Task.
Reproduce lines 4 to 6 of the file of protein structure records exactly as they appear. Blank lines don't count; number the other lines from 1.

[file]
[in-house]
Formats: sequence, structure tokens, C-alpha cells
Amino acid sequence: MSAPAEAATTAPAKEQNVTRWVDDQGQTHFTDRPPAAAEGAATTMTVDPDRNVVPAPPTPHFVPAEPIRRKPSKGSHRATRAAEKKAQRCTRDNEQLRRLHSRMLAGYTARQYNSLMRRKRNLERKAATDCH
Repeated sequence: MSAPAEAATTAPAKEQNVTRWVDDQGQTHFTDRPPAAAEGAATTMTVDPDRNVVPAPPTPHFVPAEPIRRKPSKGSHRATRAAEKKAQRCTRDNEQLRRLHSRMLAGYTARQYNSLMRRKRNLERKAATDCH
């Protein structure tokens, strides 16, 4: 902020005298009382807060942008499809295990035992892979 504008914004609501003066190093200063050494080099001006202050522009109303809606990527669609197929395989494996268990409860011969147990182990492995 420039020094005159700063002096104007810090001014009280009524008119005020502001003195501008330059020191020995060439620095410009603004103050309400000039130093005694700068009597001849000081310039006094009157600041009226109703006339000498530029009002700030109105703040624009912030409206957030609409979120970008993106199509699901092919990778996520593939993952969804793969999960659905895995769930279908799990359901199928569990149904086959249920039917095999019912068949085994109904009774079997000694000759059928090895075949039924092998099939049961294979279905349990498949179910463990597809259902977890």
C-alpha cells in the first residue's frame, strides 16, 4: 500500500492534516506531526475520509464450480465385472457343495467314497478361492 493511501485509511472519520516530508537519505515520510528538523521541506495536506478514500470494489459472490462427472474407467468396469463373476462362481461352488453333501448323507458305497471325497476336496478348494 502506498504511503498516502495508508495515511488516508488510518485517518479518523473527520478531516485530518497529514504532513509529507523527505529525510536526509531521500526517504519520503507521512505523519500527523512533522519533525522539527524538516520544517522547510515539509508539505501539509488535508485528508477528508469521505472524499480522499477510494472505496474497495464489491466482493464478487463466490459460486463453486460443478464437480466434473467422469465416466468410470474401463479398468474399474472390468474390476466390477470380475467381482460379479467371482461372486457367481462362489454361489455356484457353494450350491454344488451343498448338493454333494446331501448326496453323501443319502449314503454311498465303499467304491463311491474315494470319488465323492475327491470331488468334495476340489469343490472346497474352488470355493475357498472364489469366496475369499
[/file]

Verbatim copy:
Repeated sequence: MSAPAEAATTAPAKEQNVTRWVDDQGQTHFTDRPPAAAEGAATTMTVDPDRNVVPAPPTPHFVPAEPIRRKPSKGSHRATRAAEKKAQRCTRDNEQLRRLHSRMLAGYTARQYNSLMRRKRNLERKAATDCH
């Protein structure tokens, strides 16, 4: 902020005298009382807060942008499809295990035992892979 504008914004609501003066190093200063050494080099001006202050522009109303809606990527669609197929395989494996268990409860011969147990182990492995 420039020094005159700063002096104007810090001014009280009524008119005020502001003195501008330059020191020995060439620095410009603004103050309400000039130093005694700068009597001849000081310039006094009157600041009226109703006339000498530029009002700030109105703040624009912030409206957030609409979120970008993106199509699901092919990778996520593939993952969804793969999960659905895995769930279908799990359901199928569990149904086959249920039917095999019912068949085994109904009774079997000694000759059928090895075949039924092998099939049961294979279905349990498949179910463990597809259902977890």
C-alpha cells in the first residue's frame, strides 16, 4: 500500500492534516506531526475520509464450480465385472457343495467314497478361492 493511501485509511472519520516530508537519505515520510528538523521541506495536506478514500470494489459472490462427472474407467468396469463373476462362481461352488453333501448323507458305497471325497476336496478348494 502506498504511503498516502495508508495515511488516508488510518485517518479518523473527520478531516485530518497529514504532513509529507523527505529525510536526509531521500526517504519520503507521512505523519500527523512533522519533525522539527524538516520544517522547510515539509508539505501539509488535508485528508477528508469521505472524499480522499477510494472505496474497495464489491466482493464478487463466490459460486463453486460443478464437480466434473467422469465416466468410470474401463479398468474399474472390468474390476466390477470380475467381482460379479467371482461372486457367481462362489454361489455356484457353494450350491454344488451343498448338493454333494446331501448326496453323501443319502449314503454311498465303499467304491463311491474315494470319488465323492475327491470331488468334495476340489469343490472346497474352488470355493475357498472364489469366496475369499